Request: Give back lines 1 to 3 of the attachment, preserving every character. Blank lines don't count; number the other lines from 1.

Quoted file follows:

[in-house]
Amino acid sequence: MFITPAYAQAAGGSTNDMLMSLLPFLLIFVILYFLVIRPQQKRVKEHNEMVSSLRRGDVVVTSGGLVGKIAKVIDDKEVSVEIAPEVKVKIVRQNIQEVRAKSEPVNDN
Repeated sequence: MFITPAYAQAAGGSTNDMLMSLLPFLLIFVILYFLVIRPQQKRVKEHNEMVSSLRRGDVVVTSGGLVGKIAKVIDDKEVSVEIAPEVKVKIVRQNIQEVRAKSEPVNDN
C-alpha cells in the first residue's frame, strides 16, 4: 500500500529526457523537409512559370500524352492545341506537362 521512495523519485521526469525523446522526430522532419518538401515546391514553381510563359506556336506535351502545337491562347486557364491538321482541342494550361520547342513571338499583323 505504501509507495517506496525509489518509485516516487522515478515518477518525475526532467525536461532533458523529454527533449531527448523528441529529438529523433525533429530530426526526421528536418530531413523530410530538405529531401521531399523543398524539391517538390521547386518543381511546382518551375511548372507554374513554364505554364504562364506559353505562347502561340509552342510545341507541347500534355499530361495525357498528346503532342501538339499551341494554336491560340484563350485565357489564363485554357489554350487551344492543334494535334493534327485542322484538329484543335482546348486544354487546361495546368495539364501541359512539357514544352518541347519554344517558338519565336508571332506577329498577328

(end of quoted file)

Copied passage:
[in-house]
Amino acid sequence: MFITPAYAQAAGGSTNDMLMSLLPFLLIFVILYFLVIRPQQKRVKEHNEMVSSLRRGDVVVTSGGLVGKIAKVIDDKEVSVEIAPEVKVKIVRQNIQEVRAKSEPVNDN
Repeated sequence: MFITPAYAQAAGGSTNDMLMSLLPFLLIFVILYFLVIRPQQKRVKEHNEMVSSLRRGDVVVTSGGLVGKIAKVIDDKEVSVEIAPEVKVKIVRQNIQEVRAKSEPVNDN